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Discussion Starter · #1 ·
While looking at new Baja's today, the wife says she would rather have another bow rider.
She liked the 212 & 232 Islanders. We were mainly looking at a new 2001 Hammer. The majority of the boats we've had were br's, but now we seldom have more than 4 onboard and I like the performance look. Her main thought was that it would be easier for me to get in and out of, which is probably true.

We mainly boat on the Mississippi River where rough water isn't a concern. We also boat on a lake in Texas about twice a year that is mostly calm. I know most have the larger closed boats, but anyone have any opinions between the two ? Advantages or disadvantages or have I answered my own question ? :confused: :)
 

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Our first boat was a 27' bowrider. The boat put me in a comfort zone around the docks - quick and easy to get to the front of the boat. It is handy for passengers to board also. I remember wondering why everyone would not want this convenience - the captain having quick access to all parts of the vessel.

Our current boat is a mid-cabin open bow. Quick access to the bow has been lost. Guess what - I don't need it. I just rely on the docking skills I already developed. Most everone boards from the swim platform anyway.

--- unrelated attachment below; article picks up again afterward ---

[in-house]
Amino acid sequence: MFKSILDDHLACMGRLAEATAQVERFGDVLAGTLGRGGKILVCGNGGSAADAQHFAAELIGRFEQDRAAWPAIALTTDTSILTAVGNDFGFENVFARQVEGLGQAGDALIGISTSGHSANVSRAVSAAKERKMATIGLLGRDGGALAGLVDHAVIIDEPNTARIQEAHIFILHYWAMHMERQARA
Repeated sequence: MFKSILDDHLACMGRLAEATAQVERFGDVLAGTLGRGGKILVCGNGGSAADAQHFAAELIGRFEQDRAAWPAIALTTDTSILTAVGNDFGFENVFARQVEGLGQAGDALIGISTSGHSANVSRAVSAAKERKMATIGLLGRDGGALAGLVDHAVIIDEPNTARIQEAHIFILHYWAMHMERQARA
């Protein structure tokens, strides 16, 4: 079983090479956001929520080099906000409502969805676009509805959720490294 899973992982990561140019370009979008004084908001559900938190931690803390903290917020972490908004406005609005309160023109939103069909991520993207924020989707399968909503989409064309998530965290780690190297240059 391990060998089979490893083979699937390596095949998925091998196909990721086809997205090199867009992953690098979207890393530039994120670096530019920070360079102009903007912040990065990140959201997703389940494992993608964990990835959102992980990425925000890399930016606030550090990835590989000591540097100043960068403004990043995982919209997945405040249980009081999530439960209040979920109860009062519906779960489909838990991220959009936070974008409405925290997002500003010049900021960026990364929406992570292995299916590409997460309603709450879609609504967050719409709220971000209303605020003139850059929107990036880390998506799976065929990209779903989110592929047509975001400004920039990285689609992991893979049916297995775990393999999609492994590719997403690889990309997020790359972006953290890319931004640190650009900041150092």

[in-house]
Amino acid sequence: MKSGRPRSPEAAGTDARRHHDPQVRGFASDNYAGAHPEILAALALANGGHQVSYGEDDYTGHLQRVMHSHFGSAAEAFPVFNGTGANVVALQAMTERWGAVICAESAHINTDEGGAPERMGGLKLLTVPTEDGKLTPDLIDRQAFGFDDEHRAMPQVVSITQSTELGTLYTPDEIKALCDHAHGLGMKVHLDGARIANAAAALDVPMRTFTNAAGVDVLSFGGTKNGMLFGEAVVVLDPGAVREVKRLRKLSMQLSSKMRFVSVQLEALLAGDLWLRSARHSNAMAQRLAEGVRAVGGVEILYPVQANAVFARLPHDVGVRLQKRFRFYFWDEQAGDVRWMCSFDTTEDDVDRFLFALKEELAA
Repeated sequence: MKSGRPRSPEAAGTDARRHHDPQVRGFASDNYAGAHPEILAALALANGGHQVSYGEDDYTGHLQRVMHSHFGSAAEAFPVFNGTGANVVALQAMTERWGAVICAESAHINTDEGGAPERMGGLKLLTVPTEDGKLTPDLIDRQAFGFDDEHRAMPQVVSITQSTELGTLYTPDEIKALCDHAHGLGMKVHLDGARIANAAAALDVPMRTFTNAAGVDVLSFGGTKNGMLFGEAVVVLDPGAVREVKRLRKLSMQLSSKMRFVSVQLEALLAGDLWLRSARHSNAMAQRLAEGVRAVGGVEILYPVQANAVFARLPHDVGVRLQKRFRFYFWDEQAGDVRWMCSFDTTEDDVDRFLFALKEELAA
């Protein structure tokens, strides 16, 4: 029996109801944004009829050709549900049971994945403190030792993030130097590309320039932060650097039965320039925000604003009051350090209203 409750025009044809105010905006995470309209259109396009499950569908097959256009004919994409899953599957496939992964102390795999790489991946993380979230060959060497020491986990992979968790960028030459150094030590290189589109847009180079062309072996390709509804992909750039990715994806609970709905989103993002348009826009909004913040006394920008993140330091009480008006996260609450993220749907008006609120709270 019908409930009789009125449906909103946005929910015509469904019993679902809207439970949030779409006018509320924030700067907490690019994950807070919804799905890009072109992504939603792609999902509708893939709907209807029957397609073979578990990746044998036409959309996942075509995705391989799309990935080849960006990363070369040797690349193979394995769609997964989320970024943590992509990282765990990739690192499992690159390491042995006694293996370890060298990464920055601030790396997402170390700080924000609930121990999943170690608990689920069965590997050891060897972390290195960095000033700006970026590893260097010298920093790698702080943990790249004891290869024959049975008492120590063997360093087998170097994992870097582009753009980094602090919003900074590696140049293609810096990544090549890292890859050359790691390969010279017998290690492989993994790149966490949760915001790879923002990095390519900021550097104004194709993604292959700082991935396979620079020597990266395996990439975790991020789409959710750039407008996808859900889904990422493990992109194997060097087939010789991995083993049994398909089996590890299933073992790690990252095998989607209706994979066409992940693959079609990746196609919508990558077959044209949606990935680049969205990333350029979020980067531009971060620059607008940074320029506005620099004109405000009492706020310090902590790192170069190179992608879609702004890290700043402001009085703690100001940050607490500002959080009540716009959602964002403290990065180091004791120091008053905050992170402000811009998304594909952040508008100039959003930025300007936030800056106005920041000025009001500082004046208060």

Bottom line - If your wife likes riding up front - she'll miss that aspect. However, I find myself wishing we had a full cabin to enjoy occasional overnighting.

My $0.02
 

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Stu, I have a hammer and let em tell you what I think.

1- it is easier to drop anchor with a bow rider.

2- The cabin is good for storage and sleeping (small humans only). I have to get down on my stomach to climb into it.

3- If you plan on riding passengers in the bow of your boat , go with the 232. The 212 is basically the same as a hammer. The 232 has more deadrise and should provide a more stable ride at higher speeds.

4- All that big block weight in the back of the boat is a great ride for 2-3 folks but put 2 in the driver and 1st mate seat and two 180lb guys in the rear seat and you will want tabs to get on plane, once there no problem.

5- If you like quick access to alot of storage, I would say the bow rider would be a better choice.

6- The close bow in defintely sportier (has more of a high performance look).

7- As far as boarding is concerned, I dont beach so there is no diff. to me.

8- Less cleanup after a trip with the closed bow and less area exposed to the elements.
I have the cockpit cover for trips and a full boat cover for storage.


Shoot me some more questions and I can help you out. As far as performance is concerned with a 6.2L or 7.4L you have an honest 65 mph GPS boat. with the hammer. Maybee 1 mph less with the 212 bowrider. With a 232 you will need a 496 or 496HO to get the same performance. The Hammer is a rocket to 50 then it climbs to top speed. I can cruise at 3500 rpms at about 40-45 MPH. You will need at least 2300 to keep you up on plane.
 

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Stu,
I have a good friend who likes the open bow, of coarse he likes to have the girls ride up front? I prefer a closed bow.The open is nice for docking and getting in and out, but if it gets rought and you stuff the bow he water is in the boat very quick! The water can get quite rough here some times.
My .02 worth.
Checkmate makes the 211 pulse in an open bow and it still looks sporty!
ducHunter